Aircraft Maintenance Engineering (AME)
An Aircraft Maintenance Engineer (AME) is a licensed person to ensure that aircraft are airworthy in accordance with local and international aviation standards. Each aircraft is required to be certified for Airworthy before being accepted by the pilot for a take-off. This certification is required to be carried out by an appropriately license AME who has been specifically trained to inspect and evaluate the airworthiness aspect of the aircraft and its system. Thus, an AME is expected to be a dedicated, knowledgeable and skilled professional. In fact, the lives of the passengers and crew onboard an aircraft vests in the hands of an AME.
Skill and professionalism are infused only upon experience and exposure. An AME, therefore, exposes himself/herself to several such aircraft, engines or systems and extends his/her scope of the license to cover various types of aeroplanes. This is the way of increasing his qualification, skills and market demand through which one goes up the ladder of success in this vast field of the Aviation industry.
There goes a saying ´AME´s are not born, they are made. Hence, a student with an average academic background could as well be crafted into a specialized AME if he has within him, the 3D’s i.e dedication, discipline and dynamism. It is here that he/she is nurtured to graduate as a technical doctor for the AIRCRAFT, its engines, electrical, instruments and Radio systems.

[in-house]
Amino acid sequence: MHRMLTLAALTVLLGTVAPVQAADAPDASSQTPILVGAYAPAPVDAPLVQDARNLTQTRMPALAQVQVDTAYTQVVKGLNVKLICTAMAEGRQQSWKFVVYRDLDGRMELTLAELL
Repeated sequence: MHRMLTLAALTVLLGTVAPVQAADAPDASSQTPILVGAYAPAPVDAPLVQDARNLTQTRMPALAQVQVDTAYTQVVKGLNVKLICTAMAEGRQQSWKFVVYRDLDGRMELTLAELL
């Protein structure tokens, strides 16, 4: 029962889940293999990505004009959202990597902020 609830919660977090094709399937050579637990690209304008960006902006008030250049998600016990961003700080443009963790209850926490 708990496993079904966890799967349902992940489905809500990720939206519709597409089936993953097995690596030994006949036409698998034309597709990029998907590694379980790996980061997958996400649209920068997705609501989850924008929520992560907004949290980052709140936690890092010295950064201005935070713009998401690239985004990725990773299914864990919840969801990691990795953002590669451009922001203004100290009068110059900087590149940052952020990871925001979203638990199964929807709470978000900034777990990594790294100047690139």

Aircraft Maintenance Engineering (Aerospace/B1)
AEROSPACE engineering is the primary branch of engineering behind the design, construction and science of aircraft and spacecraft. It is broken into two major and overlapping branches: aeronautical engineering and astronautically engineering. The former deals with craft that stay within Earth’s atmosphere, and the later deals with craft that operates outside of Earth’s atmosphere.
Aerospace engineering deals with the design, construction, and application of the science behind the forces and physical properties of aircraft, rockets, flying craft, and spacecraft. The field also covers their aerodynamic characteristics and behaviors, airfoil, control surfaces, lift, drag, and other properties. Aerospace engineering is not to be confused with the various other fields of engineering that go into designing these complex craft. For example, the design of aircraft avionics, while certainly part of the system as a whole, would rather be considered electrical engineering, or perhaps computer engineering. The landing gear system on an aircraft may fall into the field of mechanical engineering, and so forth. It is typically a large combination of many disciplines that makes up aeronautical engineering.
Aircraft Maintenance Engineering (Avionics/B2)
AVIONICS derived from “aviation” and “electronics”. It comprises electronic systems for use on aircraft, artificial satellites and spacecraft, comprising communications, navigation and the display and management of multiple systems. It also includes the hundreds of systems that are fitted to aircraft to meet individual roles; these can be as simple as a search light for a police helicopter or as complicated as the tactical system for an Airborne Early Warning platform.
The cockpit of an aircraft is a major location for display of avionics equipment, including control, monitoring, communication, navigation, weather, and anti-collision systems. Instrumental, Electrical and Radio/Radar Navigation systems are the achievement target for avionics engineering.